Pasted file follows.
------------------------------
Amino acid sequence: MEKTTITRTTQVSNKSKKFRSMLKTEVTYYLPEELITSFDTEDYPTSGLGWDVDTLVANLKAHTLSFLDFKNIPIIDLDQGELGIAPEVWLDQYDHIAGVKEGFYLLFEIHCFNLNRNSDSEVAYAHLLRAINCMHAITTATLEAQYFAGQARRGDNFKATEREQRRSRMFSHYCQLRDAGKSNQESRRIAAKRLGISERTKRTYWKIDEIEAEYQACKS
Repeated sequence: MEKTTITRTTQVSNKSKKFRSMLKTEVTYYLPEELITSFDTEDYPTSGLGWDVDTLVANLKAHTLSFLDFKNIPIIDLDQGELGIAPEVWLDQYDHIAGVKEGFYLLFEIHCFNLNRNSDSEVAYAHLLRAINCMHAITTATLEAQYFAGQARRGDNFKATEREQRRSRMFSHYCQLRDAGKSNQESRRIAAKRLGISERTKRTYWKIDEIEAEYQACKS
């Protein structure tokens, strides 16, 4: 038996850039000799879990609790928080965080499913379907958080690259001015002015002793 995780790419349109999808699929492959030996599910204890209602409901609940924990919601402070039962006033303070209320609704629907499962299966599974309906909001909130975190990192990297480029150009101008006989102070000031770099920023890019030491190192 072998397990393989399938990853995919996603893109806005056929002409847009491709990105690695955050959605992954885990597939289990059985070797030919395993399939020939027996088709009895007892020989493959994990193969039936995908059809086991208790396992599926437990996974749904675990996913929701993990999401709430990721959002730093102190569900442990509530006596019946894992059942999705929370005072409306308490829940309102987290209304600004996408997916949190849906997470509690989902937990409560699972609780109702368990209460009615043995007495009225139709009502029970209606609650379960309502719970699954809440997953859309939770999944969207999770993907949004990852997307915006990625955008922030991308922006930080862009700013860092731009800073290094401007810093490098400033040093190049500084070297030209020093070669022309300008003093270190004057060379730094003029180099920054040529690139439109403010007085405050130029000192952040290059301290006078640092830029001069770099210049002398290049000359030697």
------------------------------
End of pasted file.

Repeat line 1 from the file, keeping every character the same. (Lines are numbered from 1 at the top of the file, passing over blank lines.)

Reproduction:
Amino acid sequence: MEKTTITRTTQVSNKSKKFRSMLKTEVTYYLPEELITSFDTEDYPTSGLGWDVDTLVANLKAHTLSFLDFKNIPIIDLDQGELGIAPEVWLDQYDHIAGVKEGFYLLFEIHCFNLNRNSDSEVAYAHLLRAINCMHAITTATLEAQYFAGQARRGDNFKATEREQRRSRMFSHYCQLRDAGKSNQESRRIAAKRLGISERTKRTYWKIDEIEAEYQACKS